In California, youth advocates say, they’ve seen more than a few cases of students like Erick — and older — put on learning plans with minimal expectations that can leave them farther and farther behind.
California’s state Department of Education doesn’t track tens of thousands of alternative school students after — and if — they return to home schools from temporary placements, so it’s hard to measure how they fare. Nor does the state require that these county-based alternative schools report how many of their students are put on independent study programs.
But the state does provide one rough estimate suggesting room for improvement.
During the 2011-2012 school year, more than one-third of the tens of thousands of students enrolled at more than 75 county community schools statewide dropped out of those same campuses.
It’s a big number. There are other alternative programs, but the state estimates county community schools alone serve about 43,000 pupils on average over an academic year in California. Most kids are low-income, large percentages are Latino or black, and many have done poorly in some, if not all, core subjects.
That’s why advocates are confounded by school plans that put the onus on many of these same kids to self-educate on independent study, sometimes with only a few hours of time with an instructor each week.
“You take a kid who has already demonstrated that he’s not being successful in conventional school, and then you impose on him the duty that he’s going to self-study, to me that just seems insane,” said Tim McKinley, a former FBI agent who is now an attorney for California Rural Legal Assistance (CRLA), a legal aid group. He is based in the Kern County city of Delano.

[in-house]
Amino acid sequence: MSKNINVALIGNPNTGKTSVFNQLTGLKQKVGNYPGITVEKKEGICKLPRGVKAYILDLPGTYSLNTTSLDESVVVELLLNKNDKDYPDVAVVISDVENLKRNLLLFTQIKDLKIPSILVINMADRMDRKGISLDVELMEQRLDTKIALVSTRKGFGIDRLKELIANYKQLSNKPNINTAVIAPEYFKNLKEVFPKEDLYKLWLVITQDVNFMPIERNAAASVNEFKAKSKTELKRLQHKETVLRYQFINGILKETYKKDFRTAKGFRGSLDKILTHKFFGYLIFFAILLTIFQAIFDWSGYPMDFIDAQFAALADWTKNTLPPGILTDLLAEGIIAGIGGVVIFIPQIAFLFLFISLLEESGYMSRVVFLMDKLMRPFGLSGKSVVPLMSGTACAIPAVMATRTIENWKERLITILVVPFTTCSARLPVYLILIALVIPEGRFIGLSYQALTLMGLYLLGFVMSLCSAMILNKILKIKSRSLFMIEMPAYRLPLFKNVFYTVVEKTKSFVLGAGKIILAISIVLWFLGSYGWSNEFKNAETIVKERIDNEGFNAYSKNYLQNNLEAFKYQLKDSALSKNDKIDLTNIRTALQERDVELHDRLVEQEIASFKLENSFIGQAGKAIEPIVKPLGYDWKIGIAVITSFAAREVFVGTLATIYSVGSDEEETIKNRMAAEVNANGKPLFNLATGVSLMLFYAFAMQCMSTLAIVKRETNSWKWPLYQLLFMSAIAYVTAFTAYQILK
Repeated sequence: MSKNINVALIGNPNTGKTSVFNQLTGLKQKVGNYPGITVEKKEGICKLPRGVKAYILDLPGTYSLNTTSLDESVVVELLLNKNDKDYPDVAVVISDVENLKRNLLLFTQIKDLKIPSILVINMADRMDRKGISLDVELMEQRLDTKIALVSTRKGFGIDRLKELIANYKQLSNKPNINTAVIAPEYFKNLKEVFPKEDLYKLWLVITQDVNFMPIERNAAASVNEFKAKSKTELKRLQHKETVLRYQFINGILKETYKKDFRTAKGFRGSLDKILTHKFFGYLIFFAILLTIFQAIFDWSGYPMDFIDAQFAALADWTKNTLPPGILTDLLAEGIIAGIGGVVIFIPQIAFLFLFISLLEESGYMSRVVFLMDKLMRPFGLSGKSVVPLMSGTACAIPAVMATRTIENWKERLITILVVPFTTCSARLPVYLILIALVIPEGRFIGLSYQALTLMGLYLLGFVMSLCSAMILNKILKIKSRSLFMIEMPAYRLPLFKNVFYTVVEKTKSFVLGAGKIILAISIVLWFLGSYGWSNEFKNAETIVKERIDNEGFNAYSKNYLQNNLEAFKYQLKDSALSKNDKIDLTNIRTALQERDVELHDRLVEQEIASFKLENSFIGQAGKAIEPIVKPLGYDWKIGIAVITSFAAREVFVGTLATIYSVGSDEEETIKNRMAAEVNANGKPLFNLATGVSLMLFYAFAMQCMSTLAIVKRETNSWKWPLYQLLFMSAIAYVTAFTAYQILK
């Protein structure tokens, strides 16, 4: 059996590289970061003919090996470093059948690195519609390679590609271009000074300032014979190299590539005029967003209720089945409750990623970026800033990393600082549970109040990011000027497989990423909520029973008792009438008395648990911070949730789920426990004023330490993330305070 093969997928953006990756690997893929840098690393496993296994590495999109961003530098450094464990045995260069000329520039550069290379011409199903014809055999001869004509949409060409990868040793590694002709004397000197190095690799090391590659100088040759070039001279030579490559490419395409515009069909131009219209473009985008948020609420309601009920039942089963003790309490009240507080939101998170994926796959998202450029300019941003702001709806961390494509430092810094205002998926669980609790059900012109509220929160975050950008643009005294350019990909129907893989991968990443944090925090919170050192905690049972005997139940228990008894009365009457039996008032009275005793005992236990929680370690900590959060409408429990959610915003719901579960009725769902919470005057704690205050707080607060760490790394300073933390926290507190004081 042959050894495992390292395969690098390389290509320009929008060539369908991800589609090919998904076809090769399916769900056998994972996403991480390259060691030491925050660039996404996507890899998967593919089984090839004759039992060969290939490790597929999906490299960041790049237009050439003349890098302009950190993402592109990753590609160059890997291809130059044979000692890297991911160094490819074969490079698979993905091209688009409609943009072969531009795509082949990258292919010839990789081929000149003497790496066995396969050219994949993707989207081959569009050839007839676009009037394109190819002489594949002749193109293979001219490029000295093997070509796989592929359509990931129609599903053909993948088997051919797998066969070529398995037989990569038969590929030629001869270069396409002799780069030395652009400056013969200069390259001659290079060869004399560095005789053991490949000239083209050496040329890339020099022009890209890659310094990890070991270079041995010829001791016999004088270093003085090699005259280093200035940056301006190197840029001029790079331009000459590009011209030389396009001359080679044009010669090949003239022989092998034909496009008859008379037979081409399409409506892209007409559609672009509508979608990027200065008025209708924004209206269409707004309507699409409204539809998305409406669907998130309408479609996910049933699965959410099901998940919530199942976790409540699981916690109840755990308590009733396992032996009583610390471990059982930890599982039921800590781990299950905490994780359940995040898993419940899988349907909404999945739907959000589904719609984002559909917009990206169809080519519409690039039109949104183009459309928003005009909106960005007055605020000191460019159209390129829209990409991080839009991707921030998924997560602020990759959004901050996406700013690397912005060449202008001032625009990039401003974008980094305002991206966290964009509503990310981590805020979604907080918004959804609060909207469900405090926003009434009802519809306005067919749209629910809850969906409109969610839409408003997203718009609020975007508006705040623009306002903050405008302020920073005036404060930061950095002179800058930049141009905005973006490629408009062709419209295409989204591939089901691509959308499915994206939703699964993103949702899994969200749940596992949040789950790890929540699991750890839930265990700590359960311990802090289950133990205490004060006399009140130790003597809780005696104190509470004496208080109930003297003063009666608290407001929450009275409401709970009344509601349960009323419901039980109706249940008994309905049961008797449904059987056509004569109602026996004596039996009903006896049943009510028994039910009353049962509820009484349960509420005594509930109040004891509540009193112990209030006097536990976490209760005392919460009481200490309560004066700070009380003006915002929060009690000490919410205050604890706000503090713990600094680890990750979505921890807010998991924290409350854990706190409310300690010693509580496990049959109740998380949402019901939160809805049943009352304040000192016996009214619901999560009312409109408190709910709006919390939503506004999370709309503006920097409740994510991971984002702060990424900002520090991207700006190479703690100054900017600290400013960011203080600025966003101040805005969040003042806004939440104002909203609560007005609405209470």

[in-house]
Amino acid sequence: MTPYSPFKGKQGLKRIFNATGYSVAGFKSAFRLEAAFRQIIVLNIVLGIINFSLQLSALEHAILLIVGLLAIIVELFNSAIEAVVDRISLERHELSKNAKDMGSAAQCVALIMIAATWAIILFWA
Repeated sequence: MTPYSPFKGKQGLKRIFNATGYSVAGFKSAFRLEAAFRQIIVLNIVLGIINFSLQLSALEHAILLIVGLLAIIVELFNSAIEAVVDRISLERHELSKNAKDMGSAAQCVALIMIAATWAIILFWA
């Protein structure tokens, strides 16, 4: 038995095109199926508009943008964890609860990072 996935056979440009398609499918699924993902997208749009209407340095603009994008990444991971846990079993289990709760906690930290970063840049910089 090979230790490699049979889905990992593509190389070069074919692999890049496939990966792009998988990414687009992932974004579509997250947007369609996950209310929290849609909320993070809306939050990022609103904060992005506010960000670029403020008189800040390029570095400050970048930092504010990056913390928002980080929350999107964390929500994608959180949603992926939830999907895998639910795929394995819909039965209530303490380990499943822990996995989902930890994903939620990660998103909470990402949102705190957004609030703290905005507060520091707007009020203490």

During the 2011-2012 school year — despite a 40 percent drop from the year before — the Kern High School District alone expelled 1,096 students. That’s more than expulsions of all students from all districts in Los Angeles County, which has nine times the number of pupils.
The pace at which Latino and black pupils in Kern are expelled and referred to alternative campuses, McKinley said, raises questions about whether they are getting an equal education, and if their constitutional rights are being violated.
In 2009-2010, the most recent year for which Kern made ethnic data available, black students represented 15 percent of all students at Kern’s Bakersfield High School, but 29 percent of those expelled. At Stockdale High School, Latino students were 29 percent of those enrolled, but 43 percent of expulsions.
Under California state law, students who get expelled from a regular school district must still be offered a public education. County schools are often the only place they can enroll. Students at county schools can opt to do independent study — but only if a parent consents.
Based on what they hear from clients, CRLA lawyers contend that it’s not hard to convince families to take the independent study option for children when parents speak limited English, are upset and tend to defer to the professional educators.